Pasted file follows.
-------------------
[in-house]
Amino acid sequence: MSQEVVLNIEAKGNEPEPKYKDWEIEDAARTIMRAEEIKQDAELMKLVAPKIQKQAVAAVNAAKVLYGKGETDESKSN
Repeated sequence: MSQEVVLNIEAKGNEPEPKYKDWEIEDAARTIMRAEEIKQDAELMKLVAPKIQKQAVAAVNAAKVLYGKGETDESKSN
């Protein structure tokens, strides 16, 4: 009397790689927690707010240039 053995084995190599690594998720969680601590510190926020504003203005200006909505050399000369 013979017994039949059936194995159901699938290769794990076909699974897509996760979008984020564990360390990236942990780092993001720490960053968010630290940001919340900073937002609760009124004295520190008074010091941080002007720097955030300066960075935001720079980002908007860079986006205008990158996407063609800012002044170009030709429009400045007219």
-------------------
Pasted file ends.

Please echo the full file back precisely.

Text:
[in-house]
Amino acid sequence: MSQEVVLNIEAKGNEPEPKYKDWEIEDAARTIMRAEEIKQDAELMKLVAPKIQKQAVAAVNAAKVLYGKGETDESKSN
Repeated sequence: MSQEVVLNIEAKGNEPEPKYKDWEIEDAARTIMRAEEIKQDAELMKLVAPKIQKQAVAAVNAAKVLYGKGETDESKSN
């Protein structure tokens, strides 16, 4: 009397790689927690707010240039 053995084995190599690594998720969680601590510190926020504003203005200006909505050399000369 013979017994039949059936194995159901699938290769794990076909699974897509996760979008984020564990360390990236942990780092993001720490960053968010630290940001919340900073937002609760009124004295520190008074010091941080002007720097955030300066960075935001720079980002908007860079986006205008990158996407063609800012002044170009030709429009400045007219």